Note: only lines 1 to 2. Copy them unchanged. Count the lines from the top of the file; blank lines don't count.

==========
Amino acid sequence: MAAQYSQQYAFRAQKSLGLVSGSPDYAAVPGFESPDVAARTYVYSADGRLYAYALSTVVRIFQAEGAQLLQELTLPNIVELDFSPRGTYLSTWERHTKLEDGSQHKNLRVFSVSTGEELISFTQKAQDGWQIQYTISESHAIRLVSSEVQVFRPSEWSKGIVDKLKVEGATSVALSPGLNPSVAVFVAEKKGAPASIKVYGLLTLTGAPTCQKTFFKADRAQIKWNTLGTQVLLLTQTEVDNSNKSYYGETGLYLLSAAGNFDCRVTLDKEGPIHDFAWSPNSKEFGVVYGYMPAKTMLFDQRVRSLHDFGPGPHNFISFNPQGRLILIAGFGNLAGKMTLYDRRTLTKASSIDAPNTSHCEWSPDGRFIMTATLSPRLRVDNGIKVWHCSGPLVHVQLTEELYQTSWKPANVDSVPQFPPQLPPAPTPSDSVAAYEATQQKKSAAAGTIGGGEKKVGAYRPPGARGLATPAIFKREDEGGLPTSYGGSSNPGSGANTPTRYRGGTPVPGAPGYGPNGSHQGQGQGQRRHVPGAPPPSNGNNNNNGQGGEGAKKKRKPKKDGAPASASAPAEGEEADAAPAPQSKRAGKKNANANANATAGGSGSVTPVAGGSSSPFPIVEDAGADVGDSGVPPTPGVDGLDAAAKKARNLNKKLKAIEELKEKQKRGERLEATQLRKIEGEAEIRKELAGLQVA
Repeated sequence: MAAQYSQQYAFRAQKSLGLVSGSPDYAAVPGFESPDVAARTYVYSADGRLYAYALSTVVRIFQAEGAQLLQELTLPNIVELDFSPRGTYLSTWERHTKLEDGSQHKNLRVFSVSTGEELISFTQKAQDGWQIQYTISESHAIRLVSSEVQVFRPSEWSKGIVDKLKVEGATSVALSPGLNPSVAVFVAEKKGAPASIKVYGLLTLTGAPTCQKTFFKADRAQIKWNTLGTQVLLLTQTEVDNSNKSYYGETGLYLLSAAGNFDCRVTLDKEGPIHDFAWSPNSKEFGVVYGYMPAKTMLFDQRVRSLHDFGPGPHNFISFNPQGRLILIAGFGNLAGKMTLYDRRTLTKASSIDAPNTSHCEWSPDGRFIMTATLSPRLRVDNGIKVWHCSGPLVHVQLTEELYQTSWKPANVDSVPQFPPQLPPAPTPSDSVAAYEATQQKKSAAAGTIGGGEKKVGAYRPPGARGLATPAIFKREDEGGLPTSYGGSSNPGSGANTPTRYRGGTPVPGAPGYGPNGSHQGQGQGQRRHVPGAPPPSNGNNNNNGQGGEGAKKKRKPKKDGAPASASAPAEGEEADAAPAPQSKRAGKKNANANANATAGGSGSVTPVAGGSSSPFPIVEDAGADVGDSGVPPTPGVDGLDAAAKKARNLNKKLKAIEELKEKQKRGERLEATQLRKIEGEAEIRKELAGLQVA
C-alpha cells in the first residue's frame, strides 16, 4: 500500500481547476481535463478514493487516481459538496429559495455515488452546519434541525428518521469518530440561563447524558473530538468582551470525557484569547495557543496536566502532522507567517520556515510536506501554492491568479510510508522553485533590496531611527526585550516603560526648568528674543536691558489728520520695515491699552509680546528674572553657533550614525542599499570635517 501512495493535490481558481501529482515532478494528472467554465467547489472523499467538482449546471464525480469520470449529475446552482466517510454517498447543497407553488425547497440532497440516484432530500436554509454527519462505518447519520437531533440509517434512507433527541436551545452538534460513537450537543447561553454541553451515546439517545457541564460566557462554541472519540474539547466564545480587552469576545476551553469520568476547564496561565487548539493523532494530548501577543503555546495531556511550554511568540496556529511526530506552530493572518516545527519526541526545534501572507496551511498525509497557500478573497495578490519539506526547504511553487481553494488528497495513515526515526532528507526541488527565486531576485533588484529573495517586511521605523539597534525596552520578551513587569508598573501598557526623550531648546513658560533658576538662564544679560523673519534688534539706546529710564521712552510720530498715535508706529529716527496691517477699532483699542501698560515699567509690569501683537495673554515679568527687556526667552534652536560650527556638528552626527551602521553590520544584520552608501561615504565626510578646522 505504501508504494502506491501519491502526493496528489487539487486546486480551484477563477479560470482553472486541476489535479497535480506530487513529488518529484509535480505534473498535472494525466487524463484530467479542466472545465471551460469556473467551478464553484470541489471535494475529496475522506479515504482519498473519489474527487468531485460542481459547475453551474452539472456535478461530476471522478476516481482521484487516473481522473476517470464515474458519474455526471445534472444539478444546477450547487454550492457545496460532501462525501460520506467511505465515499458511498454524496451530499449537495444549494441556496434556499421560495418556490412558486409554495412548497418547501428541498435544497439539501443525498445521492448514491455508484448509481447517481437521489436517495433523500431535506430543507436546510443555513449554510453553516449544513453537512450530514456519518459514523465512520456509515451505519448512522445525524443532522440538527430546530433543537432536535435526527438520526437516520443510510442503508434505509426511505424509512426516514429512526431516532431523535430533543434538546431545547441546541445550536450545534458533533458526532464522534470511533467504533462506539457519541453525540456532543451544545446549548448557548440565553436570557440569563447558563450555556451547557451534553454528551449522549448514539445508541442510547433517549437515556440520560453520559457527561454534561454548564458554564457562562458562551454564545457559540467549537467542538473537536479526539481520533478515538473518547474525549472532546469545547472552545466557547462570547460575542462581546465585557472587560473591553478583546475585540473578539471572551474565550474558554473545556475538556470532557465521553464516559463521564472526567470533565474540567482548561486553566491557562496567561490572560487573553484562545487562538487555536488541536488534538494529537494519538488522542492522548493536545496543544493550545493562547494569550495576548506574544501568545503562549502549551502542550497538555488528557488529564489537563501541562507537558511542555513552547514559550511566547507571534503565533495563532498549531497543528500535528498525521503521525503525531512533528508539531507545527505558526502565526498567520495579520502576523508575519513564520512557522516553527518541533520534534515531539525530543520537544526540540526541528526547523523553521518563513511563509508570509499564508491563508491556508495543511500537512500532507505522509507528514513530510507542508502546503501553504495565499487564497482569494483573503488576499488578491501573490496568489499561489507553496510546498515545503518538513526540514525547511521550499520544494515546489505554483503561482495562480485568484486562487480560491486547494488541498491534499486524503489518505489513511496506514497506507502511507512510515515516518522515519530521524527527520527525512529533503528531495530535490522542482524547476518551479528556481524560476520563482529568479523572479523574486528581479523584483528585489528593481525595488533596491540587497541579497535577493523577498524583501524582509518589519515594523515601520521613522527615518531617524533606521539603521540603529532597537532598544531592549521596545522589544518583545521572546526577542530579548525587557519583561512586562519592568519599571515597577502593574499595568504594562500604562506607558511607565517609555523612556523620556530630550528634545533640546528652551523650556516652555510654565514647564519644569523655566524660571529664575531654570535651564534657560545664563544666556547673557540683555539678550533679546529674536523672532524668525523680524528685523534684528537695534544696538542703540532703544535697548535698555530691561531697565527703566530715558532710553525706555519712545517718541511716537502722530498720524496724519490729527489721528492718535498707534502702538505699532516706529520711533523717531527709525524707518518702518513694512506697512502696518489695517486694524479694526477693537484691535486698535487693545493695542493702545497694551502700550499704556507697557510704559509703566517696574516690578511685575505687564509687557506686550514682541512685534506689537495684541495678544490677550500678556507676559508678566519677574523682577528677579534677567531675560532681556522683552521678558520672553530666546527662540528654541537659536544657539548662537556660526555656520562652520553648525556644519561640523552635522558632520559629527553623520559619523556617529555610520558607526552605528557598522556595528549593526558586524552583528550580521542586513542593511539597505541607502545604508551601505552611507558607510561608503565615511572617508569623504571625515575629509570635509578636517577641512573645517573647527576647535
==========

Amino acid sequence: MAAQYSQQYAFRAQKSLGLVSGSPDYAAVPGFESPDVAARTYVYSADGRLYAYALSTVVRIFQAEGAQLLQELTLPNIVELDFSPRGTYLSTWERHTKLEDGSQHKNLRVFSVSTGEELISFTQKAQDGWQIQYTISESHAIRLVSSEVQVFRPSEWSKGIVDKLKVEGATSVALSPGLNPSVAVFVAEKKGAPASIKVYGLLTLTGAPTCQKTFFKADRAQIKWNTLGTQVLLLTQTEVDNSNKSYYGETGLYLLSAAGNFDCRVTLDKEGPIHDFAWSPNSKEFGVVYGYMPAKTMLFDQRVRSLHDFGPGPHNFISFNPQGRLILIAGFGNLAGKMTLYDRRTLTKASSIDAPNTSHCEWSPDGRFIMTATLSPRLRVDNGIKVWHCSGPLVHVQLTEELYQTSWKPANVDSVPQFPPQLPPAPTPSDSVAAYEATQQKKSAAAGTIGGGEKKVGAYRPPGARGLATPAIFKREDEGGLPTSYGGSSNPGSGANTPTRYRGGTPVPGAPGYGPNGSHQGQGQGQRRHVPGAPPPSNGNNNNNGQGGEGAKKKRKPKKDGAPASASAPAEGEEADAAPAPQSKRAGKKNANANANATAGGSGSVTPVAGGSSSPFPIVEDAGADVGDSGVPPTPGVDGLDAAAKKARNLNKKLKAIEELKEKQKRGERLEATQLRKIEGEAEIRKELAGLQVA
Repeated sequence: MAAQYSQQYAFRAQKSLGLVSGSPDYAAVPGFESPDVAARTYVYSADGRLYAYALSTVVRIFQAEGAQLLQELTLPNIVELDFSPRGTYLSTWERHTKLEDGSQHKNLRVFSVSTGEELISFTQKAQDGWQIQYTISESHAIRLVSSEVQVFRPSEWSKGIVDKLKVEGATSVALSPGLNPSVAVFVAEKKGAPASIKVYGLLTLTGAPTCQKTFFKADRAQIKWNTLGTQVLLLTQTEVDNSNKSYYGETGLYLLSAAGNFDCRVTLDKEGPIHDFAWSPNSKEFGVVYGYMPAKTMLFDQRVRSLHDFGPGPHNFISFNPQGRLILIAGFGNLAGKMTLYDRRTLTKASSIDAPNTSHCEWSPDGRFIMTATLSPRLRVDNGIKVWHCSGPLVHVQLTEELYQTSWKPANVDSVPQFPPQLPPAPTPSDSVAAYEATQQKKSAAAGTIGGGEKKVGAYRPPGARGLATPAIFKREDEGGLPTSYGGSSNPGSGANTPTRYRGGTPVPGAPGYGPNGSHQGQGQGQRRHVPGAPPPSNGNNNNNGQGGEGAKKKRKPKKDGAPASASAPAEGEEADAAPAPQSKRAGKKNANANANATAGGSGSVTPVAGGSSSPFPIVEDAGADVGDSGVPPTPGVDGLDAAAKKARNLNKKLKAIEELKEKQKRGERLEATQLRKIEGEAEIRKELAGLQVA